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man pages section 8: System Administration Commands

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Updated: Wednesday, February 9, 2022



modinfo - display information about loaded kernel modules


/usr/sbin/modinfo [-aw] [-c | [-i module] [-pP] [-o field[,...]]]


The modinfo utility displays information about the loaded modules. The format of the information is as follows:


where ID is the decimal module Id, LOADADDR is the starting text address in hexadecimal for privileged users but '--' for unprivileged users. SIZE is the size of text, data, and bss in hexadecimal bytes, INFO is module specific information, REV is the revision of the loadable modules system, and NAMEDESC is the filename and description of the module.

The module specific information is the block and character major numbers for drivers, the system call number for system calls, and unspecified for other module types.


The following options are supported:


Displays the number of times the module was loaded and the module's current state. This option includes –a and cannot be used with –i, –o, –p, or –P.

–i module

Displays information about the specified module only. If 'module' starts with a digit then it is interpreted as a decimal module Id, otherwise it is interpreted as a module name. A decimal module Id may change across a reboot.

–o field[,...]

A case-insensitive, comma-separated list of output fields to display. The field name must be one of the fields listed below, or the special value all to display all fields. The following fields are supported: id, loadaddr, size, info, rev, path, name, desc, namedesc, loadcnt, state, all. For a loaded module, 'path' is the actual path that the kernel used when loading the module is displayed. For a module that is not loaded the path that the kernel would use to load the module is derived. Output may not match the binding which occurs if software is added or removed from the system. Such changes may cause a different path to be used when the module is next loaded. If modinfo(8) is unable to determine where the module would be loaded from, it prints a question mark in front of the path. This option implicitly includes –w.


Displays using a stable machine-parsable format. The –o option is required with this option. See "Parsable Output Format" below.


Only displays the path and header information. It's a alias for '-p -o path'.


Displays information for all modules, including ones not currently loaded.


Do not truncate module information at 80 characters.

Parseable Output Format

If more than one field is listed for the –o option, the output format is one or more lines of colon (:) delimited fields. The output includes only those fields requested by means of the –o option, in the order requested. When you request multiple fields, any literal colon characters are escaped by a backslash (\) before being output. Similarly, literal backslash characters are also escaped (\\). This escape format is parsable by using shell read(1) functions with the IFS environment variable set as IFS=:.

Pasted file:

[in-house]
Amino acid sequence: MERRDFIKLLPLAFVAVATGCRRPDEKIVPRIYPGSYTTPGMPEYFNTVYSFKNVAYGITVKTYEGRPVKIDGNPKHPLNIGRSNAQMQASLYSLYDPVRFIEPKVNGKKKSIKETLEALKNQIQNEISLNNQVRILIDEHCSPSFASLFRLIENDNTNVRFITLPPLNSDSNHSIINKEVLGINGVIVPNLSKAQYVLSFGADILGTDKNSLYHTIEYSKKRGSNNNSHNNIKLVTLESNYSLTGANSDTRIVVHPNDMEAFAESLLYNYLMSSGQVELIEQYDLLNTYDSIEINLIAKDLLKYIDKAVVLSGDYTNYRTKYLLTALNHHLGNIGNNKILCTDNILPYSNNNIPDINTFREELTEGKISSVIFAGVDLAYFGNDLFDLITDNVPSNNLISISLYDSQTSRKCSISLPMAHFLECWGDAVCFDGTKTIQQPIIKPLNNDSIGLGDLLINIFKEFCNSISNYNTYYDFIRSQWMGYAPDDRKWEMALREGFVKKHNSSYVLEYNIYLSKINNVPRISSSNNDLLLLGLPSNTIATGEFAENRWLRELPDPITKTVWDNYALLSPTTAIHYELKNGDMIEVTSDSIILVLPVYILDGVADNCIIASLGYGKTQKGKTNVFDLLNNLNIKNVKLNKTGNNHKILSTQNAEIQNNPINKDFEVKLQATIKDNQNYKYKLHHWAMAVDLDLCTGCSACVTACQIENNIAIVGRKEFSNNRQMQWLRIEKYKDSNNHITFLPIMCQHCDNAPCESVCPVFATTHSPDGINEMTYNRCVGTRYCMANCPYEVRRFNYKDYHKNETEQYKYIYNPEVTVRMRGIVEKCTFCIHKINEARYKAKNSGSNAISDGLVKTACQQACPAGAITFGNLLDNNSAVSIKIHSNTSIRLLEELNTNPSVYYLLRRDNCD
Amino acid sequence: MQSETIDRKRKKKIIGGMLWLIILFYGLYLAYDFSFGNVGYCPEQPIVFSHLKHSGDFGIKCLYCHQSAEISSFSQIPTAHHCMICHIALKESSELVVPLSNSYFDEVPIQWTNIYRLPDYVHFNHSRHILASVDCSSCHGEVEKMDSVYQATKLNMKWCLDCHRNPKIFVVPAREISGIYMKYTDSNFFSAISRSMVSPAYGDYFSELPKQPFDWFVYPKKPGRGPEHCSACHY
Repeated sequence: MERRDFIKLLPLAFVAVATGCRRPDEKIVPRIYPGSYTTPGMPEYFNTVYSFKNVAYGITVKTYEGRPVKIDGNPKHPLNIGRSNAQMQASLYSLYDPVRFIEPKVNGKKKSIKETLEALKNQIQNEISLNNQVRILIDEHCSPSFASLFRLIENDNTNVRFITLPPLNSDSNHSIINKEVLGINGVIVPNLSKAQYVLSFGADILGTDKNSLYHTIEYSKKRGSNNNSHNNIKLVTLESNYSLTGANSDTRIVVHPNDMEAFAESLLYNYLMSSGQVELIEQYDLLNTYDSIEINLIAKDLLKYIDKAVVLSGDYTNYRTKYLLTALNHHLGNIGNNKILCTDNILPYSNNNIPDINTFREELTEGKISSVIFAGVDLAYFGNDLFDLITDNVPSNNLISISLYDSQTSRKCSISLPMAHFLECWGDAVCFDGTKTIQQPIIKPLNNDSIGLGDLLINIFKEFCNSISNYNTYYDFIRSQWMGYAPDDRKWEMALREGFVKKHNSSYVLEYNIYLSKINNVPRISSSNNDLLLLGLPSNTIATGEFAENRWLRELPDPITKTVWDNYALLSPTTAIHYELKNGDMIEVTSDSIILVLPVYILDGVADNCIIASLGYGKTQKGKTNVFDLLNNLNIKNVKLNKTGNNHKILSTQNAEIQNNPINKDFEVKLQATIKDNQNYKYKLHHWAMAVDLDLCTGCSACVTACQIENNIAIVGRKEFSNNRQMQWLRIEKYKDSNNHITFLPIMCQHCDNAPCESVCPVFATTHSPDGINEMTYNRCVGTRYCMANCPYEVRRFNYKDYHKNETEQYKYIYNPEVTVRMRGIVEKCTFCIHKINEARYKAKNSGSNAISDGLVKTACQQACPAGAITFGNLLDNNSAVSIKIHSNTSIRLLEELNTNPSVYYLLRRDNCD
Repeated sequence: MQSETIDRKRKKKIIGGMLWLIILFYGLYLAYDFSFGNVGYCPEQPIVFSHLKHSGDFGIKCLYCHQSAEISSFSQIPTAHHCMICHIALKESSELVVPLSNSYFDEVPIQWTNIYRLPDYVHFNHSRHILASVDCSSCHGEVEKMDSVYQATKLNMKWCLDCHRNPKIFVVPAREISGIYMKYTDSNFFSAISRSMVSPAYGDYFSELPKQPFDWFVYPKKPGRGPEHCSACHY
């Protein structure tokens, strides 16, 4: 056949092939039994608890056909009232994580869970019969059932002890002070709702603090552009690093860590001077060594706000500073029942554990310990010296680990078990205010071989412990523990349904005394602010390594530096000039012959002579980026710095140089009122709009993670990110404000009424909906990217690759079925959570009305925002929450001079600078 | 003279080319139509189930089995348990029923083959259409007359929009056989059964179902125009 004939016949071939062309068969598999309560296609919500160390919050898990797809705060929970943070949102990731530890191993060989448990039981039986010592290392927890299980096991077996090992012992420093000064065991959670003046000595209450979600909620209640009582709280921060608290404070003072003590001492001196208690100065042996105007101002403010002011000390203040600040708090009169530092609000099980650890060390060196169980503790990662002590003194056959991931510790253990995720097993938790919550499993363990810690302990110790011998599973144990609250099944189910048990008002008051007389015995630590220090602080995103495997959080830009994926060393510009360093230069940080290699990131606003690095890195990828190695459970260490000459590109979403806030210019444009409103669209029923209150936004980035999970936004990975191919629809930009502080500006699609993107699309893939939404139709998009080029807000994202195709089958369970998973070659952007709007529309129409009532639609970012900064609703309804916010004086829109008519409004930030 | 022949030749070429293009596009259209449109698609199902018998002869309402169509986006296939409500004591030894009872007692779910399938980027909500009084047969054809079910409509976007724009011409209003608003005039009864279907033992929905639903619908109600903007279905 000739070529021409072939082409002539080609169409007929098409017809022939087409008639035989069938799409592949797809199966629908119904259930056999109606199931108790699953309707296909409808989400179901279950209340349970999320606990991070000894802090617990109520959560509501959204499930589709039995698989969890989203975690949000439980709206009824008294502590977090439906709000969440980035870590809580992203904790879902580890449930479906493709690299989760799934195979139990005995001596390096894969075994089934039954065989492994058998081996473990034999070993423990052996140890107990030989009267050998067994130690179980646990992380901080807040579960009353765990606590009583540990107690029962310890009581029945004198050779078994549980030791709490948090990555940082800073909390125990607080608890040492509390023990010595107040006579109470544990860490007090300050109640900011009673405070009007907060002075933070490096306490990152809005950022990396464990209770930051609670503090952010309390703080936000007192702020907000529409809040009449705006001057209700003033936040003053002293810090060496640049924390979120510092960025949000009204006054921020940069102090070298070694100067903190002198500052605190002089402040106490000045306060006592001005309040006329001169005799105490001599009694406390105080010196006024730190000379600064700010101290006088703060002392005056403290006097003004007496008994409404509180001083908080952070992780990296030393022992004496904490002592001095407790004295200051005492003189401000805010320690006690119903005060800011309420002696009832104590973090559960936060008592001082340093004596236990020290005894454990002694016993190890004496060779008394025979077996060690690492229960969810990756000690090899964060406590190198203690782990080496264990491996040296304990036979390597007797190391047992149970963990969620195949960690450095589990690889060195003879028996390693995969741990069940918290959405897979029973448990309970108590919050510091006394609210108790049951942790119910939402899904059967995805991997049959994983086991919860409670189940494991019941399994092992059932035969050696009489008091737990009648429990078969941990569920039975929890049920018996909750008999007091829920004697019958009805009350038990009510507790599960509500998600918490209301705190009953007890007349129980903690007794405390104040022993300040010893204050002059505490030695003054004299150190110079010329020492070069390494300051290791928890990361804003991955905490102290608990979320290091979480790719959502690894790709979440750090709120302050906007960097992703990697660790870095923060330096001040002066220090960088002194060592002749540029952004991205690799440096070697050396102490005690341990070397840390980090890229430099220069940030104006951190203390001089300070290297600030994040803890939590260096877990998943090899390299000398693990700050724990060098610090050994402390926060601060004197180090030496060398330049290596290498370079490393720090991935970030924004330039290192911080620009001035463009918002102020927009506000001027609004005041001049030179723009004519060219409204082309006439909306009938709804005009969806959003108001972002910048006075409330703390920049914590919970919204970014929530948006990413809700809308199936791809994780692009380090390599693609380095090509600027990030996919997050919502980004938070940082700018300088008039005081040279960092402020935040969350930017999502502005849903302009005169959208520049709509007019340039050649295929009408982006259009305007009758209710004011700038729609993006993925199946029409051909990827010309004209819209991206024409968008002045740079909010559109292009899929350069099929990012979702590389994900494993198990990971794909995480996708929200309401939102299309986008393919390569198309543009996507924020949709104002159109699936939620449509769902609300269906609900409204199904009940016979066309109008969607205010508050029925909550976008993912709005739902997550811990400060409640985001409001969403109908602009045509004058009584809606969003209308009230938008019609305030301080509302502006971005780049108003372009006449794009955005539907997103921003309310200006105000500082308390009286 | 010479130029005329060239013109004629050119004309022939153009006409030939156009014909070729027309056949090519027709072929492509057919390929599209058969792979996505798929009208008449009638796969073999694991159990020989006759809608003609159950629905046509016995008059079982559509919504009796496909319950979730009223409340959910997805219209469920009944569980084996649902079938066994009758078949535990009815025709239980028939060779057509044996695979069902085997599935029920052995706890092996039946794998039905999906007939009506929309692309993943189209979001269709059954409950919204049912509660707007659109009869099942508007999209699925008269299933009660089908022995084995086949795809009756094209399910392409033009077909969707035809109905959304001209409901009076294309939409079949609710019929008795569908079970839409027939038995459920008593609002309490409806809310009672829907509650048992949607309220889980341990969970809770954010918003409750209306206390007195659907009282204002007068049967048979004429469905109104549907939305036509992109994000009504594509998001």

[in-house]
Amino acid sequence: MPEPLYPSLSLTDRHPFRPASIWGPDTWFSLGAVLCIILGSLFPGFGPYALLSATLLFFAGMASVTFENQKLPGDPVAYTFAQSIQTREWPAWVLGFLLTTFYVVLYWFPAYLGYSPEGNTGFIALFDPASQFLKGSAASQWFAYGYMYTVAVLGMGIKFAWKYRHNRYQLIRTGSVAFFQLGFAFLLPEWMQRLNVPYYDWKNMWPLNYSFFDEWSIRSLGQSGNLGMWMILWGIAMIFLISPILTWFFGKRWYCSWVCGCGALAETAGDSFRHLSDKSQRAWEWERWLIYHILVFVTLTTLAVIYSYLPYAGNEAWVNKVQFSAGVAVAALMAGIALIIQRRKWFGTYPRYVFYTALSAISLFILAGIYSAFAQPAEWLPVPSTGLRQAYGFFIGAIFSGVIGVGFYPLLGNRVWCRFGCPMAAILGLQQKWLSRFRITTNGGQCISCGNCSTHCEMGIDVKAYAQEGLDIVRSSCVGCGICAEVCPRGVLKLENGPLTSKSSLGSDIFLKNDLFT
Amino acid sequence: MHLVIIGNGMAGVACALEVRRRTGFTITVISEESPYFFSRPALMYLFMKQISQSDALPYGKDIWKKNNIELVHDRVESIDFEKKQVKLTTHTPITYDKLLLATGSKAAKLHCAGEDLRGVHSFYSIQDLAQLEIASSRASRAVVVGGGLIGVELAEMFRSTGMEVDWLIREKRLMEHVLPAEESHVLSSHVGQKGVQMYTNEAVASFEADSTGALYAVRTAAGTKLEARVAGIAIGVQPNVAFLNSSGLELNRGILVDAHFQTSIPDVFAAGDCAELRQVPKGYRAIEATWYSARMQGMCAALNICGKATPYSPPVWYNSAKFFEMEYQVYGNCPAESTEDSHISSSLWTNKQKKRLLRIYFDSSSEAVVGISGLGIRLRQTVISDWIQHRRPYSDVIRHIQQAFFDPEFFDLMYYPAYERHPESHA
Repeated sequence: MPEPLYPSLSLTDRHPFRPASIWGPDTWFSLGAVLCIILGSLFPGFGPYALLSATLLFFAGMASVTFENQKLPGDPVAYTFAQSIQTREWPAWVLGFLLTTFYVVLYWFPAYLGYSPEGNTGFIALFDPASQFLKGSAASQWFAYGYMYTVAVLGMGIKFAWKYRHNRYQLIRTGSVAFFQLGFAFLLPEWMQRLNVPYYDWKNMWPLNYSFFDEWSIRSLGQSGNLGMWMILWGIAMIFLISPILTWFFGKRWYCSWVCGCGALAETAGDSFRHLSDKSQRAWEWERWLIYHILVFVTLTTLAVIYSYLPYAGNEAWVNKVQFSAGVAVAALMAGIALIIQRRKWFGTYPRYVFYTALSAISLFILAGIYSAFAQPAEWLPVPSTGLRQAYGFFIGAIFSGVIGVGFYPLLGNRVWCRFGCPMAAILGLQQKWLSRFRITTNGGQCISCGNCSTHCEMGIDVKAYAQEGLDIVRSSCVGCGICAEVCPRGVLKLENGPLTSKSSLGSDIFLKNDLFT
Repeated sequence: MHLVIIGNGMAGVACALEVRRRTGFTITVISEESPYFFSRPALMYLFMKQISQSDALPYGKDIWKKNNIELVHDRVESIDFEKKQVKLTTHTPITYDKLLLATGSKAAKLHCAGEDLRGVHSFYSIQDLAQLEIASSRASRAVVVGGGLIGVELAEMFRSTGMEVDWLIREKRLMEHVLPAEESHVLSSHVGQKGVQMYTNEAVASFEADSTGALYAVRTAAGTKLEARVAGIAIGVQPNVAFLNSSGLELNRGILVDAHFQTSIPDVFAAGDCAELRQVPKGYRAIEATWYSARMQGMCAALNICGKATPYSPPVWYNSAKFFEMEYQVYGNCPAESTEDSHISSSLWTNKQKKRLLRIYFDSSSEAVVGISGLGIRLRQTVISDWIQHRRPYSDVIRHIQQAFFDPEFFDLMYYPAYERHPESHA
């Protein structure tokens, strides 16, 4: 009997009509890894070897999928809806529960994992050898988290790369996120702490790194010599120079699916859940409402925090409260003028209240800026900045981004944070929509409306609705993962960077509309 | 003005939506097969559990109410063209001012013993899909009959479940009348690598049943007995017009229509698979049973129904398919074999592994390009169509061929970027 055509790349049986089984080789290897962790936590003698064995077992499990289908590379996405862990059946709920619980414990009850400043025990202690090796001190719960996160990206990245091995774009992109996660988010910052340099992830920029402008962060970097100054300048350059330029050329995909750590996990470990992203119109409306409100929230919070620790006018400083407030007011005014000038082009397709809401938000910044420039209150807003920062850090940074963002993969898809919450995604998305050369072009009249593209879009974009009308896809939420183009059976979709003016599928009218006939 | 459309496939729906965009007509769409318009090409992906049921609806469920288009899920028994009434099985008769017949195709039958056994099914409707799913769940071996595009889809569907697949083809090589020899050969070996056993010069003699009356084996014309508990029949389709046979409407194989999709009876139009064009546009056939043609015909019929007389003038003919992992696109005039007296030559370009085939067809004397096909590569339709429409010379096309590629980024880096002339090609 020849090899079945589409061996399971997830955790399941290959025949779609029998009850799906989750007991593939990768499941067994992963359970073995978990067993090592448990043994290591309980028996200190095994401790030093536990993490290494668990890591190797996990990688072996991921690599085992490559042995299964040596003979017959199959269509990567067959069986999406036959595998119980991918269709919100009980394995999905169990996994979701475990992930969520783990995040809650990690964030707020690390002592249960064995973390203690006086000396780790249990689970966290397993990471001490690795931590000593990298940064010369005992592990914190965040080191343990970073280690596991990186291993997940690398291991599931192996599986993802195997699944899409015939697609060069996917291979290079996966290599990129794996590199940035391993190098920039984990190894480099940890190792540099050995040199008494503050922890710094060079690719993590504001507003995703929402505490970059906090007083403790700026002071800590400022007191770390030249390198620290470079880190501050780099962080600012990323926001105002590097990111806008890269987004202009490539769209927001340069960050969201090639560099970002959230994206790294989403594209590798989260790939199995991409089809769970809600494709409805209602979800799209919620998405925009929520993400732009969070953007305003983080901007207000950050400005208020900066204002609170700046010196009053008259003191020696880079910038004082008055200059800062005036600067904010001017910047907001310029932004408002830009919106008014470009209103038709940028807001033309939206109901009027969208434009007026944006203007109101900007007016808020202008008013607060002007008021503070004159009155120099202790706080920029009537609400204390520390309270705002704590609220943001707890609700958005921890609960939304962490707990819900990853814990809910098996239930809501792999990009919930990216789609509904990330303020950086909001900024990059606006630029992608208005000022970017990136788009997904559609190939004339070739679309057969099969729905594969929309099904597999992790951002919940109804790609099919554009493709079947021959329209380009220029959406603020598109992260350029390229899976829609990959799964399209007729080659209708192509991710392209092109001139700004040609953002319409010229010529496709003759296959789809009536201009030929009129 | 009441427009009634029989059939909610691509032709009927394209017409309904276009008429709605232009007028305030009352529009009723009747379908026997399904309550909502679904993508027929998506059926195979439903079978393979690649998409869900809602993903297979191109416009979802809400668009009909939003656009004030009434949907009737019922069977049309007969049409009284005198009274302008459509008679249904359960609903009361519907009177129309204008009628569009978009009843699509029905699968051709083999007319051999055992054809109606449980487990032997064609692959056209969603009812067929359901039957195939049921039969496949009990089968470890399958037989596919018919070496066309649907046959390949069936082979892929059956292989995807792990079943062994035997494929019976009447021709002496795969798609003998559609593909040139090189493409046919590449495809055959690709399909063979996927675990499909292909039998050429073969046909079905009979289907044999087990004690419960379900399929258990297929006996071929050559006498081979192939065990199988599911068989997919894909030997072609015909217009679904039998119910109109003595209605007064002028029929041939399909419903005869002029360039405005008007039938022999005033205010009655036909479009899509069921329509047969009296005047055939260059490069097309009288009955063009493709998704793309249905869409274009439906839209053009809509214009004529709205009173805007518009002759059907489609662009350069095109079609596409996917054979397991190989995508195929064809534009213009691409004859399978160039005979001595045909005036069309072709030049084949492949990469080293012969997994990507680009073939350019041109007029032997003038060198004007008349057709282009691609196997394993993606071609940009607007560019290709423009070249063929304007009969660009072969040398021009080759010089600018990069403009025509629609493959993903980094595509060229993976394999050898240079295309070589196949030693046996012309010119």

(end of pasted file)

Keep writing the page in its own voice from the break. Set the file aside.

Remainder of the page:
Note that escaping is not done when you request only a single field.


Example 1 Displaying the Status of a Module

The following example displays the status of module 3:

example% modinfo -i 3

3   fffffffffbdcf000 7410   1    1   specfs (filesystem for specfs)
example% modinfo -i specfs

3   fffffffffbdcf000 7410   1    1   specfs (filesystem for specfs)
Example 2 Displaying the Status of Kernel Modules

The following example displays the status of some kernel modules:

example% modinfo

0   fffffffffb800000 3b3cb4 --   0   unix ()
1   fffffffffb9f8208 43e068 --   0   genunix ()
3   fffffffffbdcf000 7410   1    1   specfs (filesystem for specfs)
4   fffffffffbdd6370 5d80   3    1   fifofs (filesystem for fifo)
5   fffffffff80b4000 267c8  53   1   dtrace (Dynamic Tracing)
6   fffffffffbddc038 9608   16   1   devfs (devices filesystem)
7   fffffffffbde53f0 21830  17   1   dev (/dev filesystem)
8   fffffffffbe064e8 8078   --   1   dls (Data-Link Services)
9   fffffffffbe0e248 4c908  --   1   mac (MAC Services)
10  fffffffffbe59968 25c20  5    1   procfs (filesystem for proc)
Example 3 Using the –c Option

Using the modinfo command with the –c option displays the number of instances of the module loaded and the module's current state.

example% modinfo -c

ID  LOADCNT NAME                    STATE
0   1       unix                    LOADED/INSTALLED
1   1       genunix                 LOADED/INSTALLED
2   0       cl_bootstrap            UNLOADED/UNINSTALLED
3   1       specfs                  LOADED/INSTALLED
4   1       fifofs                  LOADED/INSTALLED
5   1       dtrace                  LOADED/INSTALLED
6   1       devfs                   LOADED/INSTALLED
7   1       dev                     LOADED/INSTALLED
8   1       dls                     LOADED/INSTALLED
9   1       mac                     LOADED/INSTALLED
10  1       procfs                  LOADED/INSTALLED
11  0       lbl_edition             UNLOADED/UNINSTALLED
Example 4 Using the –o and –p Options

Using the modinfo command with the –o and –p option displays user-specified fields and in machine-parsable format.

example% modinfo -o id,desc,path -i specfs
ID  DESC                            PATH
3   filesystem for specfs           /kernel/fs/amd64/specfs
example% modinfo -o id,desc,path -i specfs -p
3:filesystem for specfs:/kernel/fs/amd64/specfs


See attributes(7) for descriptions of the following attributes:

Interface Stability

See Also

attributes(7), modload(8), modunload(8)